El Niño/Southern Oscillation (ENSO)

Strong El Niño conditions continued in October 2015. Sea surface temperature (SST) anomalies in the central and eastern Pacific have increased since September and are close to or exceed +2.5°C in places. Sub-surface ocean temperatures in the eastern Pacific are at similar levels too September and exceed +6°C off the South American coast (east of about 120°W and at about 75 – 100m depth). The atmosphere is well coupled to these ocean anomalies.

The Southern Oscillation Index (SOI) was strongly negative (-2.1 for October 2015). Westerly wind anomalies (implying weaker easterly trade-winds) have intensified further since September and moved further east to straddle the International Dateline. Consistent with these patterns, convection and rainfall was suppressed over Indonesia and large parts of the Maritime Continent, while enhanced convective activity and rainfall were observed in the central and eastern Equatorial Pacific.

The South Pacific Convergence Zone (SPCZ) was again this month mostly suppressed in the southwest Pacific, and shifted towards the Equator in the central Pacific. The Inter-Tropical Convergence Zone (ITCZ) was displaced towards the Equator in the eastern and central Pacific and suppressed in the western Equatorial Pacific. The ENSO Precipitation Index (ESPI) reflects strong El Niño conditions with a value of +1.64 (value to the 4th of November 2015).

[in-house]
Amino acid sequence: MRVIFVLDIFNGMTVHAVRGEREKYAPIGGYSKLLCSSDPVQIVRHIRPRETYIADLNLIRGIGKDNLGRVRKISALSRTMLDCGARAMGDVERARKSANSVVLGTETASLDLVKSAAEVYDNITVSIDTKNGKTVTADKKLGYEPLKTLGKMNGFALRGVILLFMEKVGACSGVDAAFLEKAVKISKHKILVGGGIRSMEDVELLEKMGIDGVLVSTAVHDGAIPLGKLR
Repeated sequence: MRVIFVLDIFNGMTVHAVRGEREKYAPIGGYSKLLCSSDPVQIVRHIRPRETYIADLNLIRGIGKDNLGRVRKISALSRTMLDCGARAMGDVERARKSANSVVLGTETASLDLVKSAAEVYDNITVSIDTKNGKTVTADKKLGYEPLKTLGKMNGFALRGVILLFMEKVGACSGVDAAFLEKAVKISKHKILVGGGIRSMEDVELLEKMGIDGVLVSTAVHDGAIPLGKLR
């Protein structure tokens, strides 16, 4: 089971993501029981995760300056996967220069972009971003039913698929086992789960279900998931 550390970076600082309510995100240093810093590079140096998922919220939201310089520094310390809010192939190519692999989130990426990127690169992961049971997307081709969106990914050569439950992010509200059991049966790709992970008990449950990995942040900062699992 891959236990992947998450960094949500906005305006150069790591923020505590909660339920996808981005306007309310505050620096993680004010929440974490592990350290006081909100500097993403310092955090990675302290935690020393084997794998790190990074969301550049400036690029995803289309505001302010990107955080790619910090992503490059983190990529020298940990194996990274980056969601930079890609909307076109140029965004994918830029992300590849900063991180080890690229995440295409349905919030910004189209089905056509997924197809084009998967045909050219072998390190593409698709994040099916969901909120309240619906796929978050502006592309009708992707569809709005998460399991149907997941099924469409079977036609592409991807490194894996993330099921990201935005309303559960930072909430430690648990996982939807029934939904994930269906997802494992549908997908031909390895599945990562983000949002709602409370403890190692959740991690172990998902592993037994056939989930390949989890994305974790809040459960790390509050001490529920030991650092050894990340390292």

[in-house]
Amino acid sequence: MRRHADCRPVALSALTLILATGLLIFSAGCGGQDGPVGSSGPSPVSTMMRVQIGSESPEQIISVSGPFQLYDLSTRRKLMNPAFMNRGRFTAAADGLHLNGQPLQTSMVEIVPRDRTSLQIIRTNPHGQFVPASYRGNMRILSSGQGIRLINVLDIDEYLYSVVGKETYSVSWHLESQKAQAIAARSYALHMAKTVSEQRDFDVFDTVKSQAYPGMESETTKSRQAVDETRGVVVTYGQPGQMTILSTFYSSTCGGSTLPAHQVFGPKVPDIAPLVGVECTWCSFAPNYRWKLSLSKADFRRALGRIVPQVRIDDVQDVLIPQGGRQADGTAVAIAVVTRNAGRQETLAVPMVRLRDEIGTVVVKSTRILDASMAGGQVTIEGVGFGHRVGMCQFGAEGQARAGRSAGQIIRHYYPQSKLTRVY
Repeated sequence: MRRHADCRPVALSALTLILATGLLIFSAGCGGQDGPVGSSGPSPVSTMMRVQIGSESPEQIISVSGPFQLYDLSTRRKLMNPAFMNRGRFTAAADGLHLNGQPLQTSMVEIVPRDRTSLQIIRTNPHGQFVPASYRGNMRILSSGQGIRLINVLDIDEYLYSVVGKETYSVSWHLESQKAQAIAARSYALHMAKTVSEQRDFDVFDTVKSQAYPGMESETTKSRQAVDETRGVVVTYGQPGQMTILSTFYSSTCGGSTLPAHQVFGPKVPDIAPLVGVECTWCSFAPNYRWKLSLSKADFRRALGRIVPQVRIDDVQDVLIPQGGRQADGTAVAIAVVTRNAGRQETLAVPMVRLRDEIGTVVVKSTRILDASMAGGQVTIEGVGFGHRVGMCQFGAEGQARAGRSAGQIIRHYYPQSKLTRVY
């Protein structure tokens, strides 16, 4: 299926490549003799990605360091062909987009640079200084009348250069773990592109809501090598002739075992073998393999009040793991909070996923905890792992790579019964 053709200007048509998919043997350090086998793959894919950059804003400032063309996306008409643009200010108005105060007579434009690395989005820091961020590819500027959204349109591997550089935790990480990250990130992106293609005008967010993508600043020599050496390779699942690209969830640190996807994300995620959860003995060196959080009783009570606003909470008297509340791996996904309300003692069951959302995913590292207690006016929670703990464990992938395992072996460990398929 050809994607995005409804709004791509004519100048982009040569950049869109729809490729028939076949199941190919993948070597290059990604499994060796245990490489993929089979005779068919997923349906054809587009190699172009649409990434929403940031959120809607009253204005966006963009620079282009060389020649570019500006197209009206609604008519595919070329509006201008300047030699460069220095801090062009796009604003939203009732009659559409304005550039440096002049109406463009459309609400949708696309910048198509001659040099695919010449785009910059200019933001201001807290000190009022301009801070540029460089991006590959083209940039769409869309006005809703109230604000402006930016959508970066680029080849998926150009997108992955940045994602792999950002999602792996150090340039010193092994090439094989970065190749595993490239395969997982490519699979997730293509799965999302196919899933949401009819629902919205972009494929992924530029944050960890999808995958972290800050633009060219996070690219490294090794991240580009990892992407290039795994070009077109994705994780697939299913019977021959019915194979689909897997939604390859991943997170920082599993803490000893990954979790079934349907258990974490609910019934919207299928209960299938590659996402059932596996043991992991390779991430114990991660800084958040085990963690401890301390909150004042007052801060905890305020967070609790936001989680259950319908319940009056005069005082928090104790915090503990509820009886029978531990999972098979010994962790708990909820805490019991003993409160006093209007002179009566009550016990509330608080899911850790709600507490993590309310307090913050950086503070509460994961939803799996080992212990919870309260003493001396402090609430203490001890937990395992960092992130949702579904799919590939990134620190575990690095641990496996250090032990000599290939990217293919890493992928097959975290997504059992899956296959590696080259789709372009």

The Madden-Julian Oscillation (MJO) was mostly inactive over the western Pacific during the past two weeks. At the forecast horizon of 14 days, the dynamical and statistical CPC forecasts diverge: the dynamical forecasts indicate a progressive in-place weakening of the region of high convective activity currently present in the Indian Ocean, while the statistical forecast has it propagating into the Maritime Continent. International guidance indicates that El Niño conditions are certain (100% chance) to continue over the next three month period (November 2015 – January 2016) and through to the summer (January – March 2016).

Surface temperature anomalies (ºC) for October 2015, data is from the NOAA OISST Version 2 dataset, available at the NOAA’s Climate Data Center (ftp://ftp.cdc.noaa.gov/Datasets/noaa.oisst.v2.highres/).